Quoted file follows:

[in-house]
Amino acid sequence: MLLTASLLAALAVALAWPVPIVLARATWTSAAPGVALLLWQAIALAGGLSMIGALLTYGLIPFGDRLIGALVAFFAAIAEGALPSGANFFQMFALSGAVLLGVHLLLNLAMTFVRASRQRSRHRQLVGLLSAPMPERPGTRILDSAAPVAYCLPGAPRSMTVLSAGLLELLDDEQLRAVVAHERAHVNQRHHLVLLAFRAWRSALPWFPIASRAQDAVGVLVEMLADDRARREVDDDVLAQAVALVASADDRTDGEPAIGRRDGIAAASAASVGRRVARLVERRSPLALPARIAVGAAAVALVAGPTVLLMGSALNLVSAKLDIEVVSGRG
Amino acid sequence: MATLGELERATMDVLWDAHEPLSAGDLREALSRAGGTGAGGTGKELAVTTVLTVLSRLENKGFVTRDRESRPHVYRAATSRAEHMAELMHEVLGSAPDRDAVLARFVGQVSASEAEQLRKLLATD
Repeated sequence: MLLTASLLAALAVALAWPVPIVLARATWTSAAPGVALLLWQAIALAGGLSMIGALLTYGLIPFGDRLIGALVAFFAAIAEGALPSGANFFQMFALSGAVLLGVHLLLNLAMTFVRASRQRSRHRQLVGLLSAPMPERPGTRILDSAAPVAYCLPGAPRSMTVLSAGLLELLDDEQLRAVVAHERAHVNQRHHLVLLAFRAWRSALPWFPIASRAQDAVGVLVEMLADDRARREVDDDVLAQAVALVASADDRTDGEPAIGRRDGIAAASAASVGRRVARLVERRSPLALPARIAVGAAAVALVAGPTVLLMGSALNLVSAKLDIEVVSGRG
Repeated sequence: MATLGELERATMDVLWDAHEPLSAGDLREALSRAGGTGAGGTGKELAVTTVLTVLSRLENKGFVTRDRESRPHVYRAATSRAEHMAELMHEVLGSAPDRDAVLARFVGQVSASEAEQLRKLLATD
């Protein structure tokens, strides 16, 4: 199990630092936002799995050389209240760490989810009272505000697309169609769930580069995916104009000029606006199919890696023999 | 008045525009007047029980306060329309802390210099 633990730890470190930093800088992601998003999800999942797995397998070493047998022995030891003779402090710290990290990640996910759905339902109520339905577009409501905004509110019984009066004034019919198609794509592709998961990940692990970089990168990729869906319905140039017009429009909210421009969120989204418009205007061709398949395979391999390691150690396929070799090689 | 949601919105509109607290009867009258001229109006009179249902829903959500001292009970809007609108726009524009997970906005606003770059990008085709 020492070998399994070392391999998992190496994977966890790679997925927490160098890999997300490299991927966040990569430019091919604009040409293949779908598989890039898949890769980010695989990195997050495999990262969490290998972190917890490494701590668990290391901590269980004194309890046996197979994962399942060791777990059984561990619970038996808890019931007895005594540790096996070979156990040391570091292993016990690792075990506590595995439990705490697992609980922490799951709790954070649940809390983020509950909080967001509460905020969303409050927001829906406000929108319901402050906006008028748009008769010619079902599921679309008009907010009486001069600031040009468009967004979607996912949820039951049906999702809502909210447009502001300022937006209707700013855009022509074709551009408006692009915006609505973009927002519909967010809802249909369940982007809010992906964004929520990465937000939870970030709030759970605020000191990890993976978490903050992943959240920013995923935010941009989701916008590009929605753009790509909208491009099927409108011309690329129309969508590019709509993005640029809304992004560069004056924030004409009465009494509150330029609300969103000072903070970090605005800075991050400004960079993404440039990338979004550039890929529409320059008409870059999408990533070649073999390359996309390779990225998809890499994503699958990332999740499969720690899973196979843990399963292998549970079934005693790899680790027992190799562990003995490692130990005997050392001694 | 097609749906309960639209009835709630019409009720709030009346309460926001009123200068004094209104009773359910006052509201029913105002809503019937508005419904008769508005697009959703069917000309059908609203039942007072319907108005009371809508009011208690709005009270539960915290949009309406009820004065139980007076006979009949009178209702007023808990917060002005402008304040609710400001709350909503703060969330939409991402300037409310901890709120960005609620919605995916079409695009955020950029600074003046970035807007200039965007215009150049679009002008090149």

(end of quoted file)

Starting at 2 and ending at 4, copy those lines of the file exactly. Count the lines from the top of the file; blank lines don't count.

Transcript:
Amino acid sequence: MLLTASLLAALAVALAWPVPIVLARATWTSAAPGVALLLWQAIALAGGLSMIGALLTYGLIPFGDRLIGALVAFFAAIAEGALPSGANFFQMFALSGAVLLGVHLLLNLAMTFVRASRQRSRHRQLVGLLSAPMPERPGTRILDSAAPVAYCLPGAPRSMTVLSAGLLELLDDEQLRAVVAHERAHVNQRHHLVLLAFRAWRSALPWFPIASRAQDAVGVLVEMLADDRARREVDDDVLAQAVALVASADDRTDGEPAIGRRDGIAAASAASVGRRVARLVERRSPLALPARIAVGAAAVALVAGPTVLLMGSALNLVSAKLDIEVVSGRG
Amino acid sequence: MATLGELERATMDVLWDAHEPLSAGDLREALSRAGGTGAGGTGKELAVTTVLTVLSRLENKGFVTRDRESRPHVYRAATSRAEHMAELMHEVLGSAPDRDAVLARFVGQVSASEAEQLRKLLATD
Repeated sequence: MLLTASLLAALAVALAWPVPIVLARATWTSAAPGVALLLWQAIALAGGLSMIGALLTYGLIPFGDRLIGALVAFFAAIAEGALPSGANFFQMFALSGAVLLGVHLLLNLAMTFVRASRQRSRHRQLVGLLSAPMPERPGTRILDSAAPVAYCLPGAPRSMTVLSAGLLELLDDEQLRAVVAHERAHVNQRHHLVLLAFRAWRSALPWFPIASRAQDAVGVLVEMLADDRARREVDDDVLAQAVALVASADDRTDGEPAIGRRDGIAAASAASVGRRVARLVERRSPLALPARIAVGAAAVALVAGPTVLLMGSALNLVSAKLDIEVVSGRG